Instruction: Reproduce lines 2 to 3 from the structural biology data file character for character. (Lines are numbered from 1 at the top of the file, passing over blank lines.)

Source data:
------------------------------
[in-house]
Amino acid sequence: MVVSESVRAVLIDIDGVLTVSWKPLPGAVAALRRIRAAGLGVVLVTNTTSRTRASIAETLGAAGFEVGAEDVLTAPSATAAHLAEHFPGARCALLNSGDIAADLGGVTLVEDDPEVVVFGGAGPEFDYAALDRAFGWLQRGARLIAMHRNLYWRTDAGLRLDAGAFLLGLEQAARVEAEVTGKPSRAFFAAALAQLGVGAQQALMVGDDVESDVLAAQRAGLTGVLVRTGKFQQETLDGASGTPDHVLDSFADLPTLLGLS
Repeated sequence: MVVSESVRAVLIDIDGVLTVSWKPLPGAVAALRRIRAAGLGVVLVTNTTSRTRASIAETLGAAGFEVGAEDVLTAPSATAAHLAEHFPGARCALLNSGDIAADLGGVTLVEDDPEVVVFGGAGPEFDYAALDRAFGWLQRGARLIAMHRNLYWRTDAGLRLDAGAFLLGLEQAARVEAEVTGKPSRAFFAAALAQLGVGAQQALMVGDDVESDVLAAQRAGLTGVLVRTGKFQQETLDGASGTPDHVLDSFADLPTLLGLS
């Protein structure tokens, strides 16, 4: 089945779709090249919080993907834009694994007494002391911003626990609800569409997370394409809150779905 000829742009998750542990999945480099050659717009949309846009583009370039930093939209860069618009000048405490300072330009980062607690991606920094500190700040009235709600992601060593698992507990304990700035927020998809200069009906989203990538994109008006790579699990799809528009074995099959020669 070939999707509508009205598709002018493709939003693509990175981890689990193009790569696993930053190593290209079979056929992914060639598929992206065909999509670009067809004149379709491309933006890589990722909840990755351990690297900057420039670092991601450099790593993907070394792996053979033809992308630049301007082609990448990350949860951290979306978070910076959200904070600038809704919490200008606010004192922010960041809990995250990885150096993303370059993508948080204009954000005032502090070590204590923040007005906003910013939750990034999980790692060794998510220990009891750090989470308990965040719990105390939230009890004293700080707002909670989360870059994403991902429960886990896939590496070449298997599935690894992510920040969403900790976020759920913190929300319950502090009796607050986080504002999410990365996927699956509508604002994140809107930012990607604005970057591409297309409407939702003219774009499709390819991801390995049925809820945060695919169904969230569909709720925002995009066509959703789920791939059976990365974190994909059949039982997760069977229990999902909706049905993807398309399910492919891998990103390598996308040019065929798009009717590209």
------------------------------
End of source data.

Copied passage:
Amino acid sequence: MVVSESVRAVLIDIDGVLTVSWKPLPGAVAALRRIRAAGLGVVLVTNTTSRTRASIAETLGAAGFEVGAEDVLTAPSATAAHLAEHFPGARCALLNSGDIAADLGGVTLVEDDPEVVVFGGAGPEFDYAALDRAFGWLQRGARLIAMHRNLYWRTDAGLRLDAGAFLLGLEQAARVEAEVTGKPSRAFFAAALAQLGVGAQQALMVGDDVESDVLAAQRAGLTGVLVRTGKFQQETLDGASGTPDHVLDSFADLPTLLGLS
Repeated sequence: MVVSESVRAVLIDIDGVLTVSWKPLPGAVAALRRIRAAGLGVVLVTNTTSRTRASIAETLGAAGFEVGAEDVLTAPSATAAHLAEHFPGARCALLNSGDIAADLGGVTLVEDDPEVVVFGGAGPEFDYAALDRAFGWLQRGARLIAMHRNLYWRTDAGLRLDAGAFLLGLEQAARVEAEVTGKPSRAFFAAALAQLGVGAQQALMVGDDVESDVLAAQRAGLTGVLVRTGKFQQETLDGASGTPDHVLDSFADLPTLLGLS